New Orleans braced Monday for another major tropical storm almost seven years after Hurricane Katrina swamped the fabled US home of jazz, leaving a surreal sprawl of destruction and death.
The storm churned toward the northern Gulf of Mexico coast with sustained winds of 65 miles (100 kilometers) per hour, and could reach hurricane force within 24 hours, the Miami-based National Hurricane Center warned at 1200 GMT.
Early Monday, Isaac was swirling 185 miles (295 kilometers) southwest of Fort Myers, Florida, heading across the warm waters of the Gulf of Mexico, where it was expected to gather punch.
Forecasters fretted about a slow-moving storm dumping up to 18 inches (46 cemtimeters) of rain on southeastern Louisiana, southern Alabama, Mississippi and the western Florida panhandle.
Louisiana, Mississippi and Alabama issued emergency warnings on Sunday, 24 hours after Isaac forced the main program of the US Republican convention in Tampa, Florida, to be curtailed by one day.
Ahead of Isaac’s expected landfall late Tuesday or Wednesday along the Gulf Coast, Alabama Governor Robert Bentley ordered mandatory evacuations in the southern counties of Mobile and Baldwin.
In Louisiana, home to New Orleans, Governor Bobby Jindal recommended voluntary evacuations within the hurricane watch area.
Isaac was heading west-northwest towards Louisiana at 14 miles (22 kilometers) per hour and a hurricane warning was in place for populated areas including New Orleans.
“Under current forecasts, New Orleans may feel winds as early as Monday night, with heavy weather Tuesday and Wednesday,” said city mayor Mitch Landrieu declaring an emergency and urging officials to prepare for the worst.
The NHC said “preparations to protect life and property should be rushed to completion,” in all areas subject to the hurricane warning.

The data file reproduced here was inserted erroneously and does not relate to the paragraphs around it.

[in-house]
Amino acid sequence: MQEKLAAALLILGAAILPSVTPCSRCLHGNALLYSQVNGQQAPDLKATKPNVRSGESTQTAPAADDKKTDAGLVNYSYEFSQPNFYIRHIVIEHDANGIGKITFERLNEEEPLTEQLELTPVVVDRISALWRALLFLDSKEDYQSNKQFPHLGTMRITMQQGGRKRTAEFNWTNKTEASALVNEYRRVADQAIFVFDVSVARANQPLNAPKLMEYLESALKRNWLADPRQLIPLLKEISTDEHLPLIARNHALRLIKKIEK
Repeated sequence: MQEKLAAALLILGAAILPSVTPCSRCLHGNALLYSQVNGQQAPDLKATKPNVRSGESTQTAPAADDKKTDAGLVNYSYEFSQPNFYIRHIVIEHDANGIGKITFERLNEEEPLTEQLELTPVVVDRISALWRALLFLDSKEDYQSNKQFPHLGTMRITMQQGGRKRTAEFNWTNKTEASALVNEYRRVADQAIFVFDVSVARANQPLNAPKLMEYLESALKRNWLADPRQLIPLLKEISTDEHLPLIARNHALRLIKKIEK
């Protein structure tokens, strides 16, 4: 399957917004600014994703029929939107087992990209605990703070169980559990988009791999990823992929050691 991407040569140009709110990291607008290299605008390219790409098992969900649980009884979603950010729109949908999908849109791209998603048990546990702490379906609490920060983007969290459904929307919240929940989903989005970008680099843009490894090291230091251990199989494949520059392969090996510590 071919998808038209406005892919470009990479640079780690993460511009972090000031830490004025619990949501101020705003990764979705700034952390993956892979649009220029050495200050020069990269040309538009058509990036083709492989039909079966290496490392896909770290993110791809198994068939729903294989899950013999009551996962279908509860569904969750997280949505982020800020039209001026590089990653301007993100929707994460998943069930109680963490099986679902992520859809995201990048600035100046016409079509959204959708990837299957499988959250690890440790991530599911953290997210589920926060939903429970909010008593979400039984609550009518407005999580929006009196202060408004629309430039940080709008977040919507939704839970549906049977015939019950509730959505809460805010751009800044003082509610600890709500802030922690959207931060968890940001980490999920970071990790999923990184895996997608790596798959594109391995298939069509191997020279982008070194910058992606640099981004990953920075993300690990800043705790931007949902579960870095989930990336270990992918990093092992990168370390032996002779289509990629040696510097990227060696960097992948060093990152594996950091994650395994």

Hurricane Katrina made landfall along the Mississippi-Louisiana border on August 29, 2005 — eventually killing around 1,800 people in New Orleans, a city famed for its jazz, easy going atmosphere and Creole cuisine.
It was the third deadliest US hurricane on record.
Though 1.4 million residents and visitors were ordered to evacuate as the monster storm approached, many could not or would not and were left stranded.
A lack of preparation and bungled coordination forced residents to take shelter in attics, and then break through their roofs to escape rising water.
Sunday’s emergency declarations indicated the importance of official efforts to safeguard the city, as Isaac brought rain and choppy seas to the Florida Keys after battering Haiti and Cuba over the weekend.
In Haiti, the death toll from Isaac surged to 19 as reports of damage and destruction trickle in from remote areas, authorities said.
Isaac tore over Haiti on Saturday, visiting renewed misery in an impoverished country where an estimated 400,000 people still live in tent camps more than two years after a catastrophic 2010 earthquake killed 250,000 people.
“Some strengthening is forecast during the next 48 hours and Isaac is expected to become a hurricane in a day or so,” the NHC said.
A hurricane warning for the Florida Keys and parts of the state’s southwest coast was reduced to a tropical storm warning, though Republicans had already postponed the planned Monday start of their gathering in Tampa.
The NHC also warned that that Isaac could spawn “isolated tornadoes” over Central and Southern Florida on Monday.
The delegate roll call for Mitt Romney to be formally nominated to take on President Barack Obama in the November 6 election will now take place Tuesday, after Monday’s program was repackaged into a tighter schedule due to the storm.
Party officials stressed that the prime time speaking slots on Tuesday, Wednesday and Thursday, including speeches by Romney, his wife Ann and running-mate Paul Ryan, remained unchanged.
While the show in Tampa will go on, Louisiana could be in the eye of the storm by Tuesday or Wednesday, depriving Republicans of the spotlight.
Footage of desperate Americans in New Orleans, waving signs reading “Help Us,” horrified people at home and abroad in 2005, while in the Lower Ninth Ward — the poorest part of the city — bodies drifted by in the floodwater.
Many fled to the Superdome, the stadium where 10,000 people displaced by the hurricane had already sought refuge, but it too became cut off by the water.
Finally, the National Guard was deployed, and managed to restore a semblance of order, helping coordinate airlifts and bus evacuations that scattered survivors across the country.
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